Danish women evacuated from Syrian camps accused of links to terrorism
COPENHAGEN, October 7 (Reuters) – Denmark on Thursday announced that three Danish women, evacuated from Syrian detention camps with their 14 children, had been accused of aiding in terrorist activities and of traveling and residing illegally in areas conflict.
Danish authorities decided in May to evacuate the women, who were being held in northeastern Syria for their association with the Islamic State, following political pressure and the threat of a vote of mistrust of parliament. Read more
Women and children were evacuated from al-Roj camp on Wednesday with help from the United States and Germany, with Germany also welcoming eight other mothers and 23 children from the camps.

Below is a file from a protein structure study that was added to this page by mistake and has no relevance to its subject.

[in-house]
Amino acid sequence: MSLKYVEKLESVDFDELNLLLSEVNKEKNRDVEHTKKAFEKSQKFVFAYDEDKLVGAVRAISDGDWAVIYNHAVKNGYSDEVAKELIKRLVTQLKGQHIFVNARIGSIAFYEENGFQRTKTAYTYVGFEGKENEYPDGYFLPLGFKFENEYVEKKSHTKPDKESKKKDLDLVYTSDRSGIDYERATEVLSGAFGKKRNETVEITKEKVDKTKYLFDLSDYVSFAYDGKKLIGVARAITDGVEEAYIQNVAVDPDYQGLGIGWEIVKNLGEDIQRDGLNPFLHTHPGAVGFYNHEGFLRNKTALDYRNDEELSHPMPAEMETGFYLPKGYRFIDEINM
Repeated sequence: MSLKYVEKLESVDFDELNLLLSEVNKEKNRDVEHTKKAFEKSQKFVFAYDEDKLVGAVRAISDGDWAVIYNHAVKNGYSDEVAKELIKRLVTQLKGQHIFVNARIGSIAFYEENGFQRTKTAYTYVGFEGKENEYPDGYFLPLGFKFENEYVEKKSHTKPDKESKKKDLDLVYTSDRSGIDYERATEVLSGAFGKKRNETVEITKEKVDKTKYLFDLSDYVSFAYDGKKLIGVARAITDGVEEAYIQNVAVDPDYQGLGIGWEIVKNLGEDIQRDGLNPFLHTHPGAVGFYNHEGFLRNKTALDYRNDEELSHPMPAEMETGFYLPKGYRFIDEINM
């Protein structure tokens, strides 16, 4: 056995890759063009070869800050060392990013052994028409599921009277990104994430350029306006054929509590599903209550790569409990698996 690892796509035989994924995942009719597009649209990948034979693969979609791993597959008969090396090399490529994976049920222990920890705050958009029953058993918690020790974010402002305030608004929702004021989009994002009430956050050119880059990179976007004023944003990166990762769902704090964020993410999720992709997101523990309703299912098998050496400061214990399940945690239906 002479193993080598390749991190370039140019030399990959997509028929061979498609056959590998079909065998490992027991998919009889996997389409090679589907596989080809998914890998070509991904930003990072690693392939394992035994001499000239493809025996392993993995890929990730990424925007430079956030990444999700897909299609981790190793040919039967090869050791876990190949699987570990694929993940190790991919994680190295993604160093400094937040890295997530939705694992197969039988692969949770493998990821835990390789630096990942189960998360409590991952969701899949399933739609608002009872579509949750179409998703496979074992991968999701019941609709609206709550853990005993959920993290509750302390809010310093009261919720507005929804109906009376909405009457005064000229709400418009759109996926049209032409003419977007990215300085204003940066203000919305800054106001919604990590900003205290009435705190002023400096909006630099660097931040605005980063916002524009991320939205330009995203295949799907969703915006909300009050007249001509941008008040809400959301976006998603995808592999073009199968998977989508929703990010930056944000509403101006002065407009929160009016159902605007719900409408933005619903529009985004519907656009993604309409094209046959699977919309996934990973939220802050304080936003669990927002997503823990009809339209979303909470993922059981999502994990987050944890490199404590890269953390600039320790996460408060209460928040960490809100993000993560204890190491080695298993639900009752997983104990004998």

“Upon arrival in Denmark, the mothers were arrested and preliminarily charged,” Police Inspector Tenna Wilbert said. “Now an investigation and legal proceedings await.”
Depending on the outcome of the investigation, prosecutors must decide whether to confirm the formal charges, paving the way for a trial.
The women were questioned Thursday before a judge, where prosecutors will argue they should be kept in detention.
All three women have Danish nationality.
Denmark is also proposing to evacuate five other children from the camps, but without their mothers, who have been stripped of their Danish nationality due to suspected links to militant groups such as the Islamic State. But that would require the consent of the mothers, which they have not given so far.
“It may be necessary to evacuate more children from Syria but more parents,” Prime Minister Mette Frederiksen told reporters on Thursday.
Reporting by Nikolaj Skydsgaard and Stine Jacobsen, editing by Mark Heinrich
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